— تلفزيون دولة الكويت (@Kuwaittv1) May 3, 2015
Scenes from the exhibition in Kuwait at EXPO Milan 2015
The small Gulf island of Bahrain went big with its pavilion, living up to the name previously given to Bahrain, “The Land of the Million Palm Trees”. The Bahraini pavilion consists of ten distinct fruit gardens representing its agrarian heritage and culture dating back to the ancient civilization of Dilmun.
— BahrainPavilion2015 (@bhpavilion2015) April 29, 2015
— Yuri Serafini (@Yuri_Serafini) May 3, 2015
Photographs of a scale model of the Bahraini Pavilion have appeared on Twitter:
— Saporiecom (@Saporie) April 28, 2015
Archaeology of green. The Bahrain of Expo 2015 is going to be a big fruit garden.
At the end of festival, the Bahraini pavilion will be repatriated, rebuilt, and serve as a botanical garden.
The sun, sand, and sea are the three natural elements that make up the Omani pavilion, built on a theme of “The Heritage in Harvest”. Oman emphasized the importance of water for its agriculture across time. The pavilion is split into two parts: the western part (a fortress where visitors can watch multimedia shows about Oman's landscape), and the eastern part (where a castle stands, drawing in visitors to experience an atmosphere of the Arabian Nights).
Pictures from the Omani Pavilion:
— Matteo Bianchi (@bianchimatteo) May 4, 2015
— ExpoMuseum.com (@ExpoMuseum) May 2, 2015
— Fatma Alsaleh ☆ (@fatewm) April 30, 2015
United Arab Emirates
The Emirati sand dune pavilion is set to show how the UAE benefits from its desert climate under the theme “Food for Thought—Shaping and Sharing the Future”. The exhibit features a “state-of-the-art auditorium” that screens a short film about the life of a palm tree. Visitors can learn more about the UAE through various high-tech interactive installations.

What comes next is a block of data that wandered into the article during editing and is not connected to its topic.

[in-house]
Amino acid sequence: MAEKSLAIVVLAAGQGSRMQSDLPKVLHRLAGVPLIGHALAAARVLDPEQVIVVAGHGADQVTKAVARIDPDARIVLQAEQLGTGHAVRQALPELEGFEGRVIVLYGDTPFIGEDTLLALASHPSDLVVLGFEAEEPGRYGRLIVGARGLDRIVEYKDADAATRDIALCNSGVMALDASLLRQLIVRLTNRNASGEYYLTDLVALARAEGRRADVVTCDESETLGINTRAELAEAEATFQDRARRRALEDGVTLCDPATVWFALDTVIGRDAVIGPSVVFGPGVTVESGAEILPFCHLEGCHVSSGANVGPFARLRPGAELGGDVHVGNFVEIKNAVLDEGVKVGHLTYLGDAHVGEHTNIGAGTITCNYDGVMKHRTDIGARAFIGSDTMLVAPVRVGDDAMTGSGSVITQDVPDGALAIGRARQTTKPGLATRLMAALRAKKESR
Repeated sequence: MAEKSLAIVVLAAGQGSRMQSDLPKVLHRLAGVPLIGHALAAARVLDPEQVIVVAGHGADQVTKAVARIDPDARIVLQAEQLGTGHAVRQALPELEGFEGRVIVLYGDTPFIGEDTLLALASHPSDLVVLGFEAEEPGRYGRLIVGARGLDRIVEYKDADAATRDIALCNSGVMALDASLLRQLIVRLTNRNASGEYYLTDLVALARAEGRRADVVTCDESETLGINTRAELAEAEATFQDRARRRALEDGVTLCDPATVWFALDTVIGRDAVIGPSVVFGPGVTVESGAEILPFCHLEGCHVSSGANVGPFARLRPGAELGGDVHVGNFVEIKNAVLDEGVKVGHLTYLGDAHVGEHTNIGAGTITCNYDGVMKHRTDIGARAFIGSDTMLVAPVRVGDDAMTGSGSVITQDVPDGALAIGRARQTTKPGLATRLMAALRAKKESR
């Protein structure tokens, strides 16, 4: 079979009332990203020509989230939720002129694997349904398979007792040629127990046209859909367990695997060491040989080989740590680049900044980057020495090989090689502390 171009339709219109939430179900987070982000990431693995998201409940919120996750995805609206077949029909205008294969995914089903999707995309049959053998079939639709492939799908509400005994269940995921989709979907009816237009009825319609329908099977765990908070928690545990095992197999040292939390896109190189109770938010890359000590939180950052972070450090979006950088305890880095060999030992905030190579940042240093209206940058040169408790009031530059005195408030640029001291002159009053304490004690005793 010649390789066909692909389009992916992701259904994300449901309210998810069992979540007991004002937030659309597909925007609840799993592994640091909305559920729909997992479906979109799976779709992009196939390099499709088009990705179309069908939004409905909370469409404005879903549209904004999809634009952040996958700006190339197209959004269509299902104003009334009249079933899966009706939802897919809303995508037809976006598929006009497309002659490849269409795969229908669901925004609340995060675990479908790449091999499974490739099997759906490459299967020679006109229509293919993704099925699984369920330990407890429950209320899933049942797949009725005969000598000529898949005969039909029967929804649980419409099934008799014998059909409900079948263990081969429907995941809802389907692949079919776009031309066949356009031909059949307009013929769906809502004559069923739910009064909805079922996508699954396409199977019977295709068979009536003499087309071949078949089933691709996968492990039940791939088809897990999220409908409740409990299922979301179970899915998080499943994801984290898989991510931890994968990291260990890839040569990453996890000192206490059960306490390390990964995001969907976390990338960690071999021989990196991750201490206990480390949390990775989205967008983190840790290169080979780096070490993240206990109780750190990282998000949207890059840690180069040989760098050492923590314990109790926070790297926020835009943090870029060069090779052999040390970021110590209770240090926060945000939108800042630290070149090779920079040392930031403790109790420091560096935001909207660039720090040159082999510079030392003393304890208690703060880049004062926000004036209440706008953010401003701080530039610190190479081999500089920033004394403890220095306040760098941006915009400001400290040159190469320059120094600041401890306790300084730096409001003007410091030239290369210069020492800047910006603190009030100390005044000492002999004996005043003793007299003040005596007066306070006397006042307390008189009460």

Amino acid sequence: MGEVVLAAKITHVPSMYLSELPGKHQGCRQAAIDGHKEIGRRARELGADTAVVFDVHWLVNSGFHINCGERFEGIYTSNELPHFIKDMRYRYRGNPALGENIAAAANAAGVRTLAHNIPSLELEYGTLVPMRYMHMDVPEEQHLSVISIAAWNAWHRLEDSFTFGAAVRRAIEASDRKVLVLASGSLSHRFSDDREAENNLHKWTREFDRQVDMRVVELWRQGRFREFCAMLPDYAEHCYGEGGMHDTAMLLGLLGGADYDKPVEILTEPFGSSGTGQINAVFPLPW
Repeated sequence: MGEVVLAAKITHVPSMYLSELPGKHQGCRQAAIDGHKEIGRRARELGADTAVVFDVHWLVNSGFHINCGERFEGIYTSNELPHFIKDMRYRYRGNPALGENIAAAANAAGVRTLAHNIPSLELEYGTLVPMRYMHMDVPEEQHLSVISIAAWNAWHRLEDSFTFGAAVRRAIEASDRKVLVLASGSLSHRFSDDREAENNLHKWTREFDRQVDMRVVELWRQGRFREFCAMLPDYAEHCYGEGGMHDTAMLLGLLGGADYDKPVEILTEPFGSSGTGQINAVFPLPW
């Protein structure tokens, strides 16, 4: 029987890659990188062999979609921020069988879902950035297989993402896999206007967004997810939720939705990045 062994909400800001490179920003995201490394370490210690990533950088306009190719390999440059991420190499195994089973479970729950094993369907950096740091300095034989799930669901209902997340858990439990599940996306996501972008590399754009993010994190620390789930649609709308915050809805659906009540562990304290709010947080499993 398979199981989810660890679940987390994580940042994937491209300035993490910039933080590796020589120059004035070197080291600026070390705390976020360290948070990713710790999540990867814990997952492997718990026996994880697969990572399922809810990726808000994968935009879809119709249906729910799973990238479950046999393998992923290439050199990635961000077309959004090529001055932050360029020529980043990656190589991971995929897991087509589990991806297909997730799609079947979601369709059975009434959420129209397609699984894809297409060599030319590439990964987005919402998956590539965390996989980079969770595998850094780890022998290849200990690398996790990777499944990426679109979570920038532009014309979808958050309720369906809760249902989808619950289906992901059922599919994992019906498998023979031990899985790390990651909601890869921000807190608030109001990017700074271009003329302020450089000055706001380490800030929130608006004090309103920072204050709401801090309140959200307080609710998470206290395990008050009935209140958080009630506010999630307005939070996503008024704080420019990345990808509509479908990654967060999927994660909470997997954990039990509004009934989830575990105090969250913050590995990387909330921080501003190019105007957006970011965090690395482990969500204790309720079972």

Like Bahrain, the UAE is planning to rebuild and move its pavilion to Masdar City, on the outskirts of Abu Dhabi at the end of the fair.
Masood Al Awar has high expectations for the future of UAE:
— Masood Al Awar (@MasoodAlAwar) May 4, 2015
A short video from the inside of the pavilion:
— Matteo Bianchi (@bianchimatteo) May 4, 2015
Visitors were impressed:
— Natalie Crampton (@NatalieCrampton) May 2, 2015
— Mariam Saliba (@MariamSalibaSKY) May 3, 2015
This is the corridor toward the future
Swiss architect Jacques Herzog feels quite differently about the Expo, calling it a “vanity fair” and waste of money.
In an article written on De Zeen Magazine, Herzog said:
“Such events will increasingly take place in countries where democratic systems are not so well developed and such shows serve as propaganda for the political regime.”
Herzog was originally asked to developed the master plan for this year's Expo, along with other architects, and eventually left the project because organizers were not open to his ideas and preferred sticking to “the same kind of vanity fair that we've seen in the past”, he says.
Dubai will host the global fair next in 2020 with a new theme “Connecting Minds, Creating the Future”. UAE's pavilion has dedicated an exhibition to celebrate Dubai's win and offers a glance into the next Expo. It's estimated that Dubai will invest more than DHS 30 billion (around $8 billion) in new infrastructure. The UAE also promises (like Italy did) that the event will create more than 200,000 jobs between 2013 and 2021.
There are not yet any available official data on how much the GCC countries spent on their pavilions for Milan EXPO 2015.